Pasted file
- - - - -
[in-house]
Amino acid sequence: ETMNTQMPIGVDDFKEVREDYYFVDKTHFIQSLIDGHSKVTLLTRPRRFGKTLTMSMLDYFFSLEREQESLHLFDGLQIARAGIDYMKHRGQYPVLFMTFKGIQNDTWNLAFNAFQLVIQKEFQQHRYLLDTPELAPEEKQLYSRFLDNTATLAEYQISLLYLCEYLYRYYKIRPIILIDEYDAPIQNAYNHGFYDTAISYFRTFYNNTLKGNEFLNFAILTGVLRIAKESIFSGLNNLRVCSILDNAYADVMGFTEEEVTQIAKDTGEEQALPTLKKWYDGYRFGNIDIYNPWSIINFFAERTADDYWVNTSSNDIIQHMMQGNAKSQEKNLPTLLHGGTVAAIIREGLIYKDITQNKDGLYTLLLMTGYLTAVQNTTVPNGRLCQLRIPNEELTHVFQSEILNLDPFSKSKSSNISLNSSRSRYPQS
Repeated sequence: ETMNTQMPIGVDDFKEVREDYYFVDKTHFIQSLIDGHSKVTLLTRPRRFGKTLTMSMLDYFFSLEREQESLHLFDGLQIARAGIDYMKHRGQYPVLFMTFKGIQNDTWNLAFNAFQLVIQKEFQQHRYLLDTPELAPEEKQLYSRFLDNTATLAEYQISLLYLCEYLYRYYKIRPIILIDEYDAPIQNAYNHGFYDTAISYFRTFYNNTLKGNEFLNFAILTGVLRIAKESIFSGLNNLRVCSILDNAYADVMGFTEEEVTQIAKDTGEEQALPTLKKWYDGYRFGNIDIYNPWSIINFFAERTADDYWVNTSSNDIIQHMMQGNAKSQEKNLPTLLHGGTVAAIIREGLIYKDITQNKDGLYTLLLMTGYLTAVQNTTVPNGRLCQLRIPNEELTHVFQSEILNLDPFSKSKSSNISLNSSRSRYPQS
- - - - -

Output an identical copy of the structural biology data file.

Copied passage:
[in-house]
Amino acid sequence: ETMNTQMPIGVDDFKEVREDYYFVDKTHFIQSLIDGHSKVTLLTRPRRFGKTLTMSMLDYFFSLEREQESLHLFDGLQIARAGIDYMKHRGQYPVLFMTFKGIQNDTWNLAFNAFQLVIQKEFQQHRYLLDTPELAPEEKQLYSRFLDNTATLAEYQISLLYLCEYLYRYYKIRPIILIDEYDAPIQNAYNHGFYDTAISYFRTFYNNTLKGNEFLNFAILTGVLRIAKESIFSGLNNLRVCSILDNAYADVMGFTEEEVTQIAKDTGEEQALPTLKKWYDGYRFGNIDIYNPWSIINFFAERTADDYWVNTSSNDIIQHMMQGNAKSQEKNLPTLLHGGTVAAIIREGLIYKDITQNKDGLYTLLLMTGYLTAVQNTTVPNGRLCQLRIPNEELTHVFQSEILNLDPFSKSKSSNISLNSSRSRYPQS
Repeated sequence: ETMNTQMPIGVDDFKEVREDYYFVDKTHFIQSLIDGHSKVTLLTRPRRFGKTLTMSMLDYFFSLEREQESLHLFDGLQIARAGIDYMKHRGQYPVLFMTFKGIQNDTWNLAFNAFQLVIQKEFQQHRYLLDTPELAPEEKQLYSRFLDNTATLAEYQISLLYLCEYLYRYYKIRPIILIDEYDAPIQNAYNHGFYDTAISYFRTFYNNTLKGNEFLNFAILTGVLRIAKESIFSGLNNLRVCSILDNAYADVMGFTEEEVTQIAKDTGEEQALPTLKKWYDGYRFGNIDIYNPWSIINFFAERTADDYWVNTSSNDIIQHMMQGNAKSQEKNLPTLLHGGTVAAIIREGLIYKDITQNKDGLYTLLLMTGYLTAVQNTTVPNGRLCQLRIPNEELTHVFQSEILNLDPFSKSKSSNISLNSSRSRYPQS